It is established that the basis of society has shifted considerably since September 11 2001. We have seen significant amounts of data collected to help with national security and to try and identify potential terrorist action across the world.
Much of this has caused controversy, with data gathering techniques and secretive government agencies working in grey areas causing many human rights groups to question their validity. The balancing point between civil liberties and national security has generally tipped towards the latter, with legislation being passed swiftly. Many believe that these new laws have been passed without enough thought on their long-term impact and now we are seeing that they are being debunked.
In two landmark rulings, courts in the US and UK found that government data collection laws and practices were in breach of human rights and needed to be amended. The most recent in the UK found that the DRIPA act passed by the UK government in 2014 was incompatible with the British public’s right to respect for private life and communications and to protection of personal data under Articles 7 and 8 of the EU Charter of Fundamental Rights.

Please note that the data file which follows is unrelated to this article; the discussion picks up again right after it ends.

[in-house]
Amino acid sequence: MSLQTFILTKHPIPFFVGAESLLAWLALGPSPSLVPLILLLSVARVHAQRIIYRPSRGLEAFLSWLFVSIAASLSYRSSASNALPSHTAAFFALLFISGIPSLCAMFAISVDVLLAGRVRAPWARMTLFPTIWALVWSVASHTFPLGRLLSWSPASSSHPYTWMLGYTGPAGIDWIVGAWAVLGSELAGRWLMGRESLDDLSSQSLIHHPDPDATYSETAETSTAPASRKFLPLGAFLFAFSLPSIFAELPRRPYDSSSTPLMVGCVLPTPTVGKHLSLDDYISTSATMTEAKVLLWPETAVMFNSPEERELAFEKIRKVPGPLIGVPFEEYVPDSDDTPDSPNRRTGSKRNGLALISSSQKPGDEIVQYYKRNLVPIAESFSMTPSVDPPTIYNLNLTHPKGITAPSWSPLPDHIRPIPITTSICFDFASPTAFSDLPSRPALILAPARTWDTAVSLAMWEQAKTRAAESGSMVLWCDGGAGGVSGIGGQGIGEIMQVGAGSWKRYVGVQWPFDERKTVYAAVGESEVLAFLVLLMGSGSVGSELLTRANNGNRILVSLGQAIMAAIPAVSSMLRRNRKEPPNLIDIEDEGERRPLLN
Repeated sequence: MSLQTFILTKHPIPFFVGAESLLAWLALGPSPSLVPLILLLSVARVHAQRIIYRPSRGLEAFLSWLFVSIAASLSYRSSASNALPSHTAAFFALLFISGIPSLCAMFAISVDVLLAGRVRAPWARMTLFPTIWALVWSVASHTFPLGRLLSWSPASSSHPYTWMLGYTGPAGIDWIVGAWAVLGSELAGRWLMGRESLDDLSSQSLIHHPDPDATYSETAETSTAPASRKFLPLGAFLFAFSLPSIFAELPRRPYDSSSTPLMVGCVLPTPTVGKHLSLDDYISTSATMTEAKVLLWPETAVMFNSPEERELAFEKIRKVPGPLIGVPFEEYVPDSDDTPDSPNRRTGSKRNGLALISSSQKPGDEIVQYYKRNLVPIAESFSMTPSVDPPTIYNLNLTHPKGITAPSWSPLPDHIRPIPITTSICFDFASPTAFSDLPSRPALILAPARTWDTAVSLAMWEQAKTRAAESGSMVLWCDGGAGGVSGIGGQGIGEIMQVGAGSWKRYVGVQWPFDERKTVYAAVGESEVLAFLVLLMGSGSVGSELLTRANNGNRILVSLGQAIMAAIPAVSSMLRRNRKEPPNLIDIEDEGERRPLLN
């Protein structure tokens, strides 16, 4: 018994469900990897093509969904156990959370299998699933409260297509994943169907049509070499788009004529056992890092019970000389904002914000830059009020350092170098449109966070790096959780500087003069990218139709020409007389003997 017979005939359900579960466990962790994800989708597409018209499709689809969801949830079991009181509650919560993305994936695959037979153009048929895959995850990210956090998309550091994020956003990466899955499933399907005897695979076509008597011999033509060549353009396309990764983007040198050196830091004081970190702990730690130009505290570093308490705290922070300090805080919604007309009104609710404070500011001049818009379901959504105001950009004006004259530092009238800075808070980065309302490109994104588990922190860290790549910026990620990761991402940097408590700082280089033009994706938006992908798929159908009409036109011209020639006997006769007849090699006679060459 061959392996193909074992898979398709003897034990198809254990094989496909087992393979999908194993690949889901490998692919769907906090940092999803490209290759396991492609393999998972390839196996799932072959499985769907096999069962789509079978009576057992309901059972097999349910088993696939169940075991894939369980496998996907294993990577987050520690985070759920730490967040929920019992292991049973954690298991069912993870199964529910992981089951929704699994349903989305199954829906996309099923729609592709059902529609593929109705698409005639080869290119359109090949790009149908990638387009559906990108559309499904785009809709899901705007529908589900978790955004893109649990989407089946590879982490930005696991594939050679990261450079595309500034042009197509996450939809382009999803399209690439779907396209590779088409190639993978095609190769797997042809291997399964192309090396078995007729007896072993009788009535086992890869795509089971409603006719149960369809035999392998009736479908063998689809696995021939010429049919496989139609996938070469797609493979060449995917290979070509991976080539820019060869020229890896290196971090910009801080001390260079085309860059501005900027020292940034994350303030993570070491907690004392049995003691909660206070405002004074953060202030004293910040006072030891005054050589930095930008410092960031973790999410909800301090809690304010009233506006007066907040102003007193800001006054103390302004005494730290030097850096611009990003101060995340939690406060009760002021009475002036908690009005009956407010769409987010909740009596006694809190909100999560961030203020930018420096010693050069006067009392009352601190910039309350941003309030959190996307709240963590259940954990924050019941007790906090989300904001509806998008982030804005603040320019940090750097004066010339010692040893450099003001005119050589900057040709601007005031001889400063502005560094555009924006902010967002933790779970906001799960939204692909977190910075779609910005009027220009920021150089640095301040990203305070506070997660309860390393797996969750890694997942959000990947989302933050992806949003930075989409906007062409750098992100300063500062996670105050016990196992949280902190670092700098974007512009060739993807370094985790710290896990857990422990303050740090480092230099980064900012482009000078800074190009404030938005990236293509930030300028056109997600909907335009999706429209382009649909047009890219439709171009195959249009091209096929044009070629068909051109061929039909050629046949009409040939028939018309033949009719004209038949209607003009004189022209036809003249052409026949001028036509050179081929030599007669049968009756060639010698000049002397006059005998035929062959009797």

The idea behind this being that there are no rules in place that dictate that the data being collected is only for national security reasons. With a lack of oversight, it means that government agencies had free reign over what was collected and the justifications for this collection.
This finding was met with praise by Liberty, a human rights group - ‘Liberty has long called for fundamental reform of our surveillance laws to ensure the public’s rights are properly respected by our Government – the chorus of voices demanding change is now growing’.
Although this, and the recent NSA data collection ruling in the US, are both signs of a growing understanding of the importance of civil liberties in data usage, it is also a sign that courts are understanding data and the implications it has on the general population.
We have also discussed the importance of well thought out and researched data legislation in the past and both of these court cases show that this has not been the case in the past. Both the NSA and DRIPA court cases, in addition to Google’s ‘right to be forgotten’, show that courts are now willing to rule on data collection and dissemination practices. These cases may have been about basic civil liberties, but it may have a knock-on effect on the ways that companies collect and store information in the future.
It is essential that companies and governments take the time to create robust and considerate data programmes, or a date in court may be looming.